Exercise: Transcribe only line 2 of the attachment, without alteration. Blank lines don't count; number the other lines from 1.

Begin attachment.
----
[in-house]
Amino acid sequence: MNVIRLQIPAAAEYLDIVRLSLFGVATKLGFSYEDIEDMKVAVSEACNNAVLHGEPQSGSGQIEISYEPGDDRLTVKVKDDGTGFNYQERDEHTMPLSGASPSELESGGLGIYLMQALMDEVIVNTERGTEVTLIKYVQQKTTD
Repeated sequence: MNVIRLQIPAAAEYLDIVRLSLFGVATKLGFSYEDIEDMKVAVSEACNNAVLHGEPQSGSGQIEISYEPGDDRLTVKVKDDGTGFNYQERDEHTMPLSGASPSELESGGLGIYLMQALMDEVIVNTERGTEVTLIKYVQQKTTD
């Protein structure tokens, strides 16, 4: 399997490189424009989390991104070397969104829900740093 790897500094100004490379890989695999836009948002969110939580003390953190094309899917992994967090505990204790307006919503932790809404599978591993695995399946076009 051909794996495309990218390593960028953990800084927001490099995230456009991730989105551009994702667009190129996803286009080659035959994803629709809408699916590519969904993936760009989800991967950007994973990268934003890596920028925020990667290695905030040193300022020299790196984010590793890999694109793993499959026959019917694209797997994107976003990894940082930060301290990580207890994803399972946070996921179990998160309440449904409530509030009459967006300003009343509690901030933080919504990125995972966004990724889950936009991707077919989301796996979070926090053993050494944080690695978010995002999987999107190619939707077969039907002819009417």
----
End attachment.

Amino acid sequence: MNVIRLQIPAAAEYLDIVRLSLFGVATKLGFSYEDIEDMKVAVSEACNNAVLHGEPQSGSGQIEISYEPGDDRLTVKVKDDGTGFNYQERDEHTMPLSGASPSELESGGLGIYLMQALMDEVIVNTERGTEVTLIKYVQQKTTD